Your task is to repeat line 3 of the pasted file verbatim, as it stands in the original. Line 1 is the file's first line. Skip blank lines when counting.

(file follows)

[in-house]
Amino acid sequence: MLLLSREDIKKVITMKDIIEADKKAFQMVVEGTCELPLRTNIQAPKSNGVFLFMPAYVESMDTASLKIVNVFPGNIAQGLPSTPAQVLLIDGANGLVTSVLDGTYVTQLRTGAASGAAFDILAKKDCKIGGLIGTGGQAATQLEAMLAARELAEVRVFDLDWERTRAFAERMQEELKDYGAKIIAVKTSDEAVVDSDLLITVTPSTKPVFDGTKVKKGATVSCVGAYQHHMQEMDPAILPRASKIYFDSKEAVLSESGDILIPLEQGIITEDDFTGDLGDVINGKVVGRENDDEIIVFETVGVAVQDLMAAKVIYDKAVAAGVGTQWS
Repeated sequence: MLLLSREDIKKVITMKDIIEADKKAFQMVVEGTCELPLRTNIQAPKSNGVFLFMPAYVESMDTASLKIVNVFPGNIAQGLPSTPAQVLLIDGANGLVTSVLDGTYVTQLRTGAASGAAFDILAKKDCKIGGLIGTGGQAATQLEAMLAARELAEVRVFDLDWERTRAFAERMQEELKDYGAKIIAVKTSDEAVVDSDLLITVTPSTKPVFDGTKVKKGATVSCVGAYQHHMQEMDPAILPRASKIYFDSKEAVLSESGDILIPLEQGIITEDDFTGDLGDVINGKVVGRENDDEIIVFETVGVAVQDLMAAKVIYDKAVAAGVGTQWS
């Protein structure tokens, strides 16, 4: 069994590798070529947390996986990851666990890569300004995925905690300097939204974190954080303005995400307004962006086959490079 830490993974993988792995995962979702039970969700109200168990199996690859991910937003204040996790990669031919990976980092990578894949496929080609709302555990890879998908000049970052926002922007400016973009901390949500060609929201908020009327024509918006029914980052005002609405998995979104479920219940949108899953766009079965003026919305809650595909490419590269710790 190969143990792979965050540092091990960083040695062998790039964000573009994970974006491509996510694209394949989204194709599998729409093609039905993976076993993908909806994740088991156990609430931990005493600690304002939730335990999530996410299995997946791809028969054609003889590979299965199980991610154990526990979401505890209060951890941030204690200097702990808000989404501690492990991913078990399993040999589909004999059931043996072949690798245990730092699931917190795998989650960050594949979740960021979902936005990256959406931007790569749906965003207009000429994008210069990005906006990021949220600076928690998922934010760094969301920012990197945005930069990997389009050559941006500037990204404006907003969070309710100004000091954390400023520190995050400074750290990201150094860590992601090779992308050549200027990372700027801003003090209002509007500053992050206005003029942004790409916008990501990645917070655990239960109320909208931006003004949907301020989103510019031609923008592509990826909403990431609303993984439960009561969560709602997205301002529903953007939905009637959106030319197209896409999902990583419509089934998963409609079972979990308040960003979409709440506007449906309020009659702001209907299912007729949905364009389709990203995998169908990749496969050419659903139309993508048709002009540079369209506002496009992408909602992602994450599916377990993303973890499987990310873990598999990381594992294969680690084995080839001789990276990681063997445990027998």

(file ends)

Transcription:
Repeated sequence: MLLLSREDIKKVITMKDIIEADKKAFQMVVEGTCELPLRTNIQAPKSNGVFLFMPAYVESMDTASLKIVNVFPGNIAQGLPSTPAQVLLIDGANGLVTSVLDGTYVTQLRTGAASGAAFDILAKKDCKIGGLIGTGGQAATQLEAMLAARELAEVRVFDLDWERTRAFAERMQEELKDYGAKIIAVKTSDEAVVDSDLLITVTPSTKPVFDGTKVKKGATVSCVGAYQHHMQEMDPAILPRASKIYFDSKEAVLSESGDILIPLEQGIITEDDFTGDLGDVINGKVVGRENDDEIIVFETVGVAVQDLMAAKVIYDKAVAAGVGTQWS